The characterization of Theseus in Chaucer

UNCG Author/Contributor (non-UNCG co-authors, if there are any, appear on document)
Janice Faye Dawson (Creator)
The University of North Carolina at Greensboro (UNCG )
Web Site:
Jean Gagen

Abstract: Theseus, legendary slayer of the Minotaur, betrayer of Ariadne, ruler of Athens, and conqueror of the Amazons, appears as either a heroic figure or a villain in four of Chaucer's works. Yet the development of Theseus as a character in these works has no logical progression; for Chaucer presents Theseus as a villain in an early unfinished work, The House of Fame, as the virtuous duke of Athens in Anelida and Arcite—which was presumably written only a few years after The House of Fame—again as a villain in The Legend of Good Women, written after Anelida and Arcite and before The Knight's Tale, from which Theseus emerges as a fully-developed character, and one who is greatly admired for his bravery, kindness, and wisdom. Chaucer uses classical legend in one work after another, without regard to consistency in his characterization of Theseus, and draws from various classical sources traits and actions which may contribute to the kind of character that he desires to create.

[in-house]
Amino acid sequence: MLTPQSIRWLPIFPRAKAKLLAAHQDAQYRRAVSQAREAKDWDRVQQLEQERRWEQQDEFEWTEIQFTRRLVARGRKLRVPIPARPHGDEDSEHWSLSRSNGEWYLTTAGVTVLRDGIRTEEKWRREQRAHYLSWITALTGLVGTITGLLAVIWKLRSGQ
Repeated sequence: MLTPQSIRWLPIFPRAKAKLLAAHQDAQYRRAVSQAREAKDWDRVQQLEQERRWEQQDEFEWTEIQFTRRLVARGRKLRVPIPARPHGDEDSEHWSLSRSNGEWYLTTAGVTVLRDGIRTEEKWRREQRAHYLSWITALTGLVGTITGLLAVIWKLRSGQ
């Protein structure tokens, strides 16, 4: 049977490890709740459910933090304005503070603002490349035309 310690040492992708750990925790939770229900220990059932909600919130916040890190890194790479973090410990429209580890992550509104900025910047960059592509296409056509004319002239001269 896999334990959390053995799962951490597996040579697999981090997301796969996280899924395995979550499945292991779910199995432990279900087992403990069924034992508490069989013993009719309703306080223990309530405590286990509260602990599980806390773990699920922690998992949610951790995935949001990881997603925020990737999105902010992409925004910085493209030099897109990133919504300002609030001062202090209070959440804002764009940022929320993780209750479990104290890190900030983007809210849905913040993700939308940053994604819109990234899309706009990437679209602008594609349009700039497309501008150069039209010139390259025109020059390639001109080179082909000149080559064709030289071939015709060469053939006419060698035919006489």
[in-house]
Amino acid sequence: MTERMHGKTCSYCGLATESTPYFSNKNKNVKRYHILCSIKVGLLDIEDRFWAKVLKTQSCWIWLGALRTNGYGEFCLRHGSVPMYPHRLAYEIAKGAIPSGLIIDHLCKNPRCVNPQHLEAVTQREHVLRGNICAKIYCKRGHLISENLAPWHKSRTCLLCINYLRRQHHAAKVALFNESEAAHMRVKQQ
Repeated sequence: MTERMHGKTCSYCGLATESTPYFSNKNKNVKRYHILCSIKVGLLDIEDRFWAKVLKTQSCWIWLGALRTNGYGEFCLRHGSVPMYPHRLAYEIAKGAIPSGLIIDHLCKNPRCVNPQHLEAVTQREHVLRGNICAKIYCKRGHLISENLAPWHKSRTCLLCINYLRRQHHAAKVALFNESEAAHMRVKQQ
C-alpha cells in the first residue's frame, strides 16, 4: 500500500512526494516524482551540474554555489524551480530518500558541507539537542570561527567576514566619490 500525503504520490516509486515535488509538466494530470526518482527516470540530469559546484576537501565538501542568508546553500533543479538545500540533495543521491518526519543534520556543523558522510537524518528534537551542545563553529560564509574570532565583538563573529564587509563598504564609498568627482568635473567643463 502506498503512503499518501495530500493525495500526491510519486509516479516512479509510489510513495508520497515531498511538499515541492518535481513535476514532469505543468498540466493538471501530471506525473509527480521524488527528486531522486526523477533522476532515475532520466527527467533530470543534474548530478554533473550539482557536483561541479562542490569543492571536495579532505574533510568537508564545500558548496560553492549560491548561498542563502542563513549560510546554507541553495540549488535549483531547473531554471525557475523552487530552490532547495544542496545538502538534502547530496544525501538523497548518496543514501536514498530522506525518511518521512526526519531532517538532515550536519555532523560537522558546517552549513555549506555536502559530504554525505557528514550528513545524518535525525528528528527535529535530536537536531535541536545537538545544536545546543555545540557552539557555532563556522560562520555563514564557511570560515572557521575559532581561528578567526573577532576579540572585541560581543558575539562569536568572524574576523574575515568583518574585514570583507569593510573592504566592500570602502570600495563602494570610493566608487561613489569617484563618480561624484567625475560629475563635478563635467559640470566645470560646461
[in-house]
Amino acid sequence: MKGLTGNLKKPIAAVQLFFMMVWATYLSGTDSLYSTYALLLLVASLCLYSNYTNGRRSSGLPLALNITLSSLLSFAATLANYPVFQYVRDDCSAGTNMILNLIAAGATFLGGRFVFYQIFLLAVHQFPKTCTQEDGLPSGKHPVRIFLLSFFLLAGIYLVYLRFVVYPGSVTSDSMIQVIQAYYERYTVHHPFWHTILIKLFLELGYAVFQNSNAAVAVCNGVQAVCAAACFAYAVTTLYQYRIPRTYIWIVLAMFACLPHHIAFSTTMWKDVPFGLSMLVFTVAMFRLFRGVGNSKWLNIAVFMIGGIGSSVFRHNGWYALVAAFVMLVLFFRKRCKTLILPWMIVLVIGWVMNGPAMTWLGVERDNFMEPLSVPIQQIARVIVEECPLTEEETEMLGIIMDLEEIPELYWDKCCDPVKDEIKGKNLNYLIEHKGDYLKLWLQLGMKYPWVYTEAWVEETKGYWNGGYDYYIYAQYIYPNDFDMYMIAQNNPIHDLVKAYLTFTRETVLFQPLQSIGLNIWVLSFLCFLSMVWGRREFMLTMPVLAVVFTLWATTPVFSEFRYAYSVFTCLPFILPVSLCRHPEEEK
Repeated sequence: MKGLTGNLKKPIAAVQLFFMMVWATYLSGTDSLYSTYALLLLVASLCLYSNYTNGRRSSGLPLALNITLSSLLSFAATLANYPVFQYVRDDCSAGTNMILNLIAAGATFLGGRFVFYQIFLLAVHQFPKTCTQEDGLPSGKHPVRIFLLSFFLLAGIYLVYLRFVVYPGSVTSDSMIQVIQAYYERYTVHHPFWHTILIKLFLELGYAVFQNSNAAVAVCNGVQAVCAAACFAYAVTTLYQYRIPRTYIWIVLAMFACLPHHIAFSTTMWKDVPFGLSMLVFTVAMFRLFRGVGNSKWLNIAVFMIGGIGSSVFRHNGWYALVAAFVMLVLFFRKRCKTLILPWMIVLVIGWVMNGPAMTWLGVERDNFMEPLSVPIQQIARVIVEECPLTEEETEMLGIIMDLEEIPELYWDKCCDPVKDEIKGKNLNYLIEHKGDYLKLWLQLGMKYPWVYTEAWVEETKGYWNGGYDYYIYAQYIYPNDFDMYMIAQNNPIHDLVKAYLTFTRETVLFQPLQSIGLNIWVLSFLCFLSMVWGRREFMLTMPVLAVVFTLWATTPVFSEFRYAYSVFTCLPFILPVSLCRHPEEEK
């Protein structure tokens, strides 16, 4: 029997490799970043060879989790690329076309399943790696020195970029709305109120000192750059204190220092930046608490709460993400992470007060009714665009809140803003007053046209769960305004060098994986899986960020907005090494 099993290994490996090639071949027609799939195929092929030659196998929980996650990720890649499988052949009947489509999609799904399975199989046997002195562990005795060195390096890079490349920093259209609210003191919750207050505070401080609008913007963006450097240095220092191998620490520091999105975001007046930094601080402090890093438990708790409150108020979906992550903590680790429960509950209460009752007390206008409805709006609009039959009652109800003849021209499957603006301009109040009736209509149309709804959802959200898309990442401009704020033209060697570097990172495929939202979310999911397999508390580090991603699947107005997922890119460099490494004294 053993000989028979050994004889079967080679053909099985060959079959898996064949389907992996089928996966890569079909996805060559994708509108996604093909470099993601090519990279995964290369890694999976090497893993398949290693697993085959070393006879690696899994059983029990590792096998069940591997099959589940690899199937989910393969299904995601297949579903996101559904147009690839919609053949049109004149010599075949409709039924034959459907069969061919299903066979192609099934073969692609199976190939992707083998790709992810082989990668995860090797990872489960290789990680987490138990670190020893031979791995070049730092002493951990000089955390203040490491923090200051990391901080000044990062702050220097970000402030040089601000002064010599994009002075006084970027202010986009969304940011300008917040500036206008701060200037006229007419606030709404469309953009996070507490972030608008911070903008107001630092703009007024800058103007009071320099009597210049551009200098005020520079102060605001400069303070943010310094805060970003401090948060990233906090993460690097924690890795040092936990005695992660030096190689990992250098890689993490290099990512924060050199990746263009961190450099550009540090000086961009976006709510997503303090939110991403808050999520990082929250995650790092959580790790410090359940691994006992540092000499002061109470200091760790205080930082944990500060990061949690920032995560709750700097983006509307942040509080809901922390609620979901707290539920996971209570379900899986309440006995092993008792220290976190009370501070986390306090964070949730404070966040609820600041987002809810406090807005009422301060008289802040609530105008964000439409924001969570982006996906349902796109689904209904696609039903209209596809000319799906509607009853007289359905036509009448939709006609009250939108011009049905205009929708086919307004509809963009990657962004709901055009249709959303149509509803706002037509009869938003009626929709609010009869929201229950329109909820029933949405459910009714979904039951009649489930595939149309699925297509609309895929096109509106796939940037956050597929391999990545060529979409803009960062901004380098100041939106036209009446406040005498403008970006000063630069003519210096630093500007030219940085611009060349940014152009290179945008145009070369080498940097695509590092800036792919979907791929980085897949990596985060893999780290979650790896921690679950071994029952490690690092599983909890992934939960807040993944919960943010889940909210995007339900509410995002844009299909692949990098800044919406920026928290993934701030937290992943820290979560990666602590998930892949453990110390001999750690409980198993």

Additional Information

Language: English
Date: 1964

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